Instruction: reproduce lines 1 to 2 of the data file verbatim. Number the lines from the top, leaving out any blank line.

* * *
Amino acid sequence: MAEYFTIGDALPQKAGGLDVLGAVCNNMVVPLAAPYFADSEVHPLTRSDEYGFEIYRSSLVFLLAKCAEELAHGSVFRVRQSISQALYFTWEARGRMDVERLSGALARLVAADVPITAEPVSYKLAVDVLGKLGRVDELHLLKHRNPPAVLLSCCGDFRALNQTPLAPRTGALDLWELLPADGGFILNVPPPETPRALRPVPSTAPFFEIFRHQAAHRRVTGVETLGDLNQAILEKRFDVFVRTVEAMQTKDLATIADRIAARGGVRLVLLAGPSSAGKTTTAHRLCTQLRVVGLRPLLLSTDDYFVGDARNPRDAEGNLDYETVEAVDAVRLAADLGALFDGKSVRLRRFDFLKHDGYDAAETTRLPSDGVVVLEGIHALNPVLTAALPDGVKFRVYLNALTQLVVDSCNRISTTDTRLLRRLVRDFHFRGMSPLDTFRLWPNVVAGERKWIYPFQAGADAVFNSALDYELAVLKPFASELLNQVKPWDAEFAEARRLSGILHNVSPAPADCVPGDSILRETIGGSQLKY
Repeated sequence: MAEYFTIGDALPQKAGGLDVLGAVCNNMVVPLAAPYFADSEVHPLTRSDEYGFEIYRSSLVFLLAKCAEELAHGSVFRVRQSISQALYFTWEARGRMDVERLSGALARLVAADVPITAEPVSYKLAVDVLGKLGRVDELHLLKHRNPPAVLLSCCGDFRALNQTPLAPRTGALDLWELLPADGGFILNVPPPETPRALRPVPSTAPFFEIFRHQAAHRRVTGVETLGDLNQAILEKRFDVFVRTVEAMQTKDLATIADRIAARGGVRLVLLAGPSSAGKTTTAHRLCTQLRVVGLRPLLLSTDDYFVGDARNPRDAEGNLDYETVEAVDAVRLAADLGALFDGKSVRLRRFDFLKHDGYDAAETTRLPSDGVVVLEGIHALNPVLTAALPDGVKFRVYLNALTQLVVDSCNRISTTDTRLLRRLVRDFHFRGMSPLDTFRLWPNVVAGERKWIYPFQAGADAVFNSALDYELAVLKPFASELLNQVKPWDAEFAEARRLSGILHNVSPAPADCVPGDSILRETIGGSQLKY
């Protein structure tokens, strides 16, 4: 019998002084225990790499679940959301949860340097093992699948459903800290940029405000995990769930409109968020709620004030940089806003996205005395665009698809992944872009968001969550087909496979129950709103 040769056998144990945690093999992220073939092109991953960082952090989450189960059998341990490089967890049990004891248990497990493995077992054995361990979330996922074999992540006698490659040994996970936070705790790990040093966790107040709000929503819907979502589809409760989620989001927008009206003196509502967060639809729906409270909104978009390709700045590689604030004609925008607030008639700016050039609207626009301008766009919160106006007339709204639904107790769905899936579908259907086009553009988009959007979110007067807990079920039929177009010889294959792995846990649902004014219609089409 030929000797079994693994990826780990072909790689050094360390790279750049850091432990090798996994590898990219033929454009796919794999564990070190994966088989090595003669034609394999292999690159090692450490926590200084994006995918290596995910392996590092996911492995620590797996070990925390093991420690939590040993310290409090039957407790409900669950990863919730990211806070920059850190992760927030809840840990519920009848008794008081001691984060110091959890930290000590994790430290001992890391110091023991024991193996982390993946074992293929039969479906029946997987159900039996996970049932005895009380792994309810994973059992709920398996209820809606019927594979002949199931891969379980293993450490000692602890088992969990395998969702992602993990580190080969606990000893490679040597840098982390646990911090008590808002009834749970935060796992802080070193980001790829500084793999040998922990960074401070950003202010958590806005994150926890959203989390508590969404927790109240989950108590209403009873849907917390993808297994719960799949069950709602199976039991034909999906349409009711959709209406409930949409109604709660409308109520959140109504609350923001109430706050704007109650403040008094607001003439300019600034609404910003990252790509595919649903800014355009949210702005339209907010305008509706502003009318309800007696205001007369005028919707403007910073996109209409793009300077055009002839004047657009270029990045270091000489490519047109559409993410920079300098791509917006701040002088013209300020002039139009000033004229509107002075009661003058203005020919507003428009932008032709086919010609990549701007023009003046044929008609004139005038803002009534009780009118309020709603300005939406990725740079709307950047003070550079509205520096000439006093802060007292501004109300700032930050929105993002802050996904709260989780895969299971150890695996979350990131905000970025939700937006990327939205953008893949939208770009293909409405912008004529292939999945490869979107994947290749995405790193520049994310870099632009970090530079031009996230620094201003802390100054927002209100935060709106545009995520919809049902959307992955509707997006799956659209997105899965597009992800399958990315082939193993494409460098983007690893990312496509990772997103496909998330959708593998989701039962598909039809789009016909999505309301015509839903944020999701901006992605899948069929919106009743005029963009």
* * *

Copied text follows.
Amino acid sequence: MAEYFTIGDALPQKAGGLDVLGAVCNNMVVPLAAPYFADSEVHPLTRSDEYGFEIYRSSLVFLLAKCAEELAHGSVFRVRQSISQALYFTWEARGRMDVERLSGALARLVAADVPITAEPVSYKLAVDVLGKLGRVDELHLLKHRNPPAVLLSCCGDFRALNQTPLAPRTGALDLWELLPADGGFILNVPPPETPRALRPVPSTAPFFEIFRHQAAHRRVTGVETLGDLNQAILEKRFDVFVRTVEAMQTKDLATIADRIAARGGVRLVLLAGPSSAGKTTTAHRLCTQLRVVGLRPLLLSTDDYFVGDARNPRDAEGNLDYETVEAVDAVRLAADLGALFDGKSVRLRRFDFLKHDGYDAAETTRLPSDGVVVLEGIHALNPVLTAALPDGVKFRVYLNALTQLVVDSCNRISTTDTRLLRRLVRDFHFRGMSPLDTFRLWPNVVAGERKWIYPFQAGADAVFNSALDYELAVLKPFASELLNQVKPWDAEFAEARRLSGILHNVSPAPADCVPGDSILRETIGGSQLKY
Repeated sequence: MAEYFTIGDALPQKAGGLDVLGAVCNNMVVPLAAPYFADSEVHPLTRSDEYGFEIYRSSLVFLLAKCAEELAHGSVFRVRQSISQALYFTWEARGRMDVERLSGALARLVAADVPITAEPVSYKLAVDVLGKLGRVDELHLLKHRNPPAVLLSCCGDFRALNQTPLAPRTGALDLWELLPADGGFILNVPPPETPRALRPVPSTAPFFEIFRHQAAHRRVTGVETLGDLNQAILEKRFDVFVRTVEAMQTKDLATIADRIAARGGVRLVLLAGPSSAGKTTTAHRLCTQLRVVGLRPLLLSTDDYFVGDARNPRDAEGNLDYETVEAVDAVRLAADLGALFDGKSVRLRRFDFLKHDGYDAAETTRLPSDGVVVLEGIHALNPVLTAALPDGVKFRVYLNALTQLVVDSCNRISTTDTRLLRRLVRDFHFRGMSPLDTFRLWPNVVAGERKWIYPFQAGADAVFNSALDYELAVLKPFASELLNQVKPWDAEFAEARRLSGILHNVSPAPADCVPGDSILRETIGGSQLKY